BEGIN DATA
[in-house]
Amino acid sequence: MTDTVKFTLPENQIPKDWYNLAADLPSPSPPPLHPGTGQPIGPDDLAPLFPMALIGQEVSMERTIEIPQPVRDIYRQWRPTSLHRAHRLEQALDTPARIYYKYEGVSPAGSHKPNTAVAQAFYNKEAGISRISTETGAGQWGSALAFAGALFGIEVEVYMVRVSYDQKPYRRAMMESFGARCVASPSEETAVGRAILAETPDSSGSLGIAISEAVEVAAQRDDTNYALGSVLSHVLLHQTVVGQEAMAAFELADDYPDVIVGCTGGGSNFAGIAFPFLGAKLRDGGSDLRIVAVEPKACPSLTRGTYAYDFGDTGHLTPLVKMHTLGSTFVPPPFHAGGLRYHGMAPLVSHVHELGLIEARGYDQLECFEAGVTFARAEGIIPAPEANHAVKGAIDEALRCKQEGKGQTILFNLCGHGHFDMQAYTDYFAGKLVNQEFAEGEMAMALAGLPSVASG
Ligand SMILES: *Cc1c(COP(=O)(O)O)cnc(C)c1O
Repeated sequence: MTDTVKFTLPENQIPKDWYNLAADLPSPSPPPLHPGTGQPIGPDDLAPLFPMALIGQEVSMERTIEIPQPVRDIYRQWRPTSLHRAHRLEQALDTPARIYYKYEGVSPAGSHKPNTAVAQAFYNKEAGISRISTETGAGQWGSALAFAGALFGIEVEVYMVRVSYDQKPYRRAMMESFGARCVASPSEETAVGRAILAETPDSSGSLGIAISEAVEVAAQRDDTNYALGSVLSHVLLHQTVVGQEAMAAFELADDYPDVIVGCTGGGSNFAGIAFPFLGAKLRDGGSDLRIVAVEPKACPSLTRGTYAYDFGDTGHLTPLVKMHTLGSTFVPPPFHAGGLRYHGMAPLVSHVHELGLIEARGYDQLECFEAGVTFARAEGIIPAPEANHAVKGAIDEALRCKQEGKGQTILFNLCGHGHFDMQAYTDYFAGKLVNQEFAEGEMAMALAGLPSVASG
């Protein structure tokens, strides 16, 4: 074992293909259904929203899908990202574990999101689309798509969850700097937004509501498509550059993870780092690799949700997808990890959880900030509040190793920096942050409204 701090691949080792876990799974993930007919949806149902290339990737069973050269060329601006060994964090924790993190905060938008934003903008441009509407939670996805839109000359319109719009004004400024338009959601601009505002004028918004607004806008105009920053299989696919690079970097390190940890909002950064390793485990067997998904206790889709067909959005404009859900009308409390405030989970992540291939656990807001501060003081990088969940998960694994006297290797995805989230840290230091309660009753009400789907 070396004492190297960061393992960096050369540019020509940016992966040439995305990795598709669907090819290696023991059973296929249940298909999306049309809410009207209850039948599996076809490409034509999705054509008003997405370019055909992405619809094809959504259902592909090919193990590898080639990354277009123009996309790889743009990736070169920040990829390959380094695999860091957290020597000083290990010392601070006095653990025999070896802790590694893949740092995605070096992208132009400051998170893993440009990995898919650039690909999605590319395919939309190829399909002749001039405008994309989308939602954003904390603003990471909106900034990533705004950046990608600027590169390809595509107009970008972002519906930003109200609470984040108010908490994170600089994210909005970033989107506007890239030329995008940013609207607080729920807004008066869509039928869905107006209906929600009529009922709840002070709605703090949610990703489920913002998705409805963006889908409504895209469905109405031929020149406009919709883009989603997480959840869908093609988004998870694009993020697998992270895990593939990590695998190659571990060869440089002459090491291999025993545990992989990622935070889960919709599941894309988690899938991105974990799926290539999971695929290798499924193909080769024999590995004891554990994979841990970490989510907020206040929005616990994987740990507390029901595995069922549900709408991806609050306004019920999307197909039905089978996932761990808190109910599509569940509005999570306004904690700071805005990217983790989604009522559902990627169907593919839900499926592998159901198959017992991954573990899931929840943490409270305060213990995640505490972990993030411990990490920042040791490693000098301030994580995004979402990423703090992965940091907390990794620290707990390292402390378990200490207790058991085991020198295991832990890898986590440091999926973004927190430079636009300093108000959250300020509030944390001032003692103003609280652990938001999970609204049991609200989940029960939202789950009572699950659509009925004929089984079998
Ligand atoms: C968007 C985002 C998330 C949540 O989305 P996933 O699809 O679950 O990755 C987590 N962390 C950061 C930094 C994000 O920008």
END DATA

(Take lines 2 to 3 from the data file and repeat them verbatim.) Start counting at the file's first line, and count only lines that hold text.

Amino acid sequence: MTDTVKFTLPENQIPKDWYNLAADLPSPSPPPLHPGTGQPIGPDDLAPLFPMALIGQEVSMERTIEIPQPVRDIYRQWRPTSLHRAHRLEQALDTPARIYYKYEGVSPAGSHKPNTAVAQAFYNKEAGISRISTETGAGQWGSALAFAGALFGIEVEVYMVRVSYDQKPYRRAMMESFGARCVASPSEETAVGRAILAETPDSSGSLGIAISEAVEVAAQRDDTNYALGSVLSHVLLHQTVVGQEAMAAFELADDYPDVIVGCTGGGSNFAGIAFPFLGAKLRDGGSDLRIVAVEPKACPSLTRGTYAYDFGDTGHLTPLVKMHTLGSTFVPPPFHAGGLRYHGMAPLVSHVHELGLIEARGYDQLECFEAGVTFARAEGIIPAPEANHAVKGAIDEALRCKQEGKGQTILFNLCGHGHFDMQAYTDYFAGKLVNQEFAEGEMAMALAGLPSVASG
Ligand SMILES: *Cc1c(COP(=O)(O)O)cnc(C)c1O